Phnom Penh’s Expat Restaurant Reviewer?
Sitting with a colleague over koshari in a hole-in-the wall restaurant just off of Tahrir Square, I was not relishing the concept of moving from Cairo to Phnom Penh. In Egypt, we had an established group of friends, there were plentiful options for social and/or historical outings, not to mention the full commissary with an endless supply of Kraft Mac & Cheese. My lunch mate took a different approach to moving, saying he liked the opportunity to redefine himself. Not in the Janis-Joplin-becomes-Pearl way, but more along the lines of getting in shape, taking up a new hobby or refining an old talent. “If you want to work out three times a week, moving allows you to build that into your new schedule,” he explained. I decided I would do just that (not the working out part of course), so upon arriving in Phnom Penh I decided to take my little writing hobby a step further, and I redefined myself as a “journalist” (the quotes are definitely needed here).
I did have some guidance. My Obi-Wan Kenobi was Naomi, a free-lance travel writer here in Phnom Penh. She actually guided me into it a little. A friend of hers in Vietnam was the editor for a start up magazine called East & West, and they were looking for someone to write a piece entitled “48 Hours in Phnom Penh.” Beneath her pay grade, Naomi passed the info along to me after hearing from Ronit that I was looking to “redefine.” You can look for the article on the magazine’s website in the beginning of March. The assignment gave me the confidence to call up Phnom Penh’s expat magazine, AsiaLIFE, and pretend to be a writer. Solely on the basis of the emails I send to you all, the editor gave me an assignment to cover Phymean Noun, a Cambodian who runs an NGO and was one of the CNN Top 10 Heroes for 2008. Her story was so inspiring, I really wanted to give her the article she deserved.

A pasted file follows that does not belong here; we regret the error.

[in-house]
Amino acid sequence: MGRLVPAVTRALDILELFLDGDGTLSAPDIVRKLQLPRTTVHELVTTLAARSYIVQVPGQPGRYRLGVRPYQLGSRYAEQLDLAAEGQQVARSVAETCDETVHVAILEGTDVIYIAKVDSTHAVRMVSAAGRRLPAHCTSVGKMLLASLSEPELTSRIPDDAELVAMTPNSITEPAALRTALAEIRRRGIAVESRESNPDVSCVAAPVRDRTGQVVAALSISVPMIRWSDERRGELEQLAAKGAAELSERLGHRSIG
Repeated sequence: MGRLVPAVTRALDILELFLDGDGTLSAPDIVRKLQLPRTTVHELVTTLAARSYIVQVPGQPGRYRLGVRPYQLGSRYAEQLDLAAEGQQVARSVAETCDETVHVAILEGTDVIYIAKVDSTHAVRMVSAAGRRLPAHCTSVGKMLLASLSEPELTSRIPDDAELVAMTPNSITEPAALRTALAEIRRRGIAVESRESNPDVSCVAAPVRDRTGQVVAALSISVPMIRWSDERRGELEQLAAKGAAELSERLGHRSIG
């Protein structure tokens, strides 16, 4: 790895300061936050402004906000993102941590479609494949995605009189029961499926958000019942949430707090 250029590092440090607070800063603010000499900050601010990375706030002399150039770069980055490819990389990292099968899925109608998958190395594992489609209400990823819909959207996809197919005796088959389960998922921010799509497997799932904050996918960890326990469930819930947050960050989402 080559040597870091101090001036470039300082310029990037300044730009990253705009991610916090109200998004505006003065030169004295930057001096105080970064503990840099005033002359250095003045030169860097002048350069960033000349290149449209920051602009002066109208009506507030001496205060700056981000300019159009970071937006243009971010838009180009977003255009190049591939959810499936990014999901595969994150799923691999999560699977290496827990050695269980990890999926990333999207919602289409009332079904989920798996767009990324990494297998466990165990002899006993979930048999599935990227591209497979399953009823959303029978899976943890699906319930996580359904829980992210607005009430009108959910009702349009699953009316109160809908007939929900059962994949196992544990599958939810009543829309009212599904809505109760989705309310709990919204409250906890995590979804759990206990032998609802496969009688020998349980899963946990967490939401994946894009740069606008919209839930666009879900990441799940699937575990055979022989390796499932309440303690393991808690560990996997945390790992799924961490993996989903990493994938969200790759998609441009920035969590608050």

Since then, I have written articles on the French Cultural Center, restaurants that do job training, a profile on a River Front restaurant that renovated and just reopened, and highlights of where to dine on Valentine’s Day. I must say, it is rather fun. I get to call people up and say things like, “This is Craig Gerard, one of the staff writers at AsiaLIFE.” It certainly sounds important. And for the last few issues, the editor has asked me to write mostly about food & restaurants. And since AsiaLIFE is THE expat magazine here, that must mean that I’m the Expat Restaurant Reviewer for Phnom Penh, right? Hardly, but it would make a good business card title.
Still, it has been a good crash-course in the Phnom Penh food scene. I’m trying more restaurants in a shorter time than I would ever do regularly. When we first moved here, I opined that we would need to eat out twice a week for our entire two years here for me to try all the places that look good. I may have it covered in the next few months and on someone else’s dime.
As for my writing, I can’t say that it has gotten any better, but this does give me cause to daydream about some day doing it for more than $.07 a word. But until then, I’ll hang on to my “real job” at the embassy and keep searching for the perfect restaurant to take you to when you come visit.
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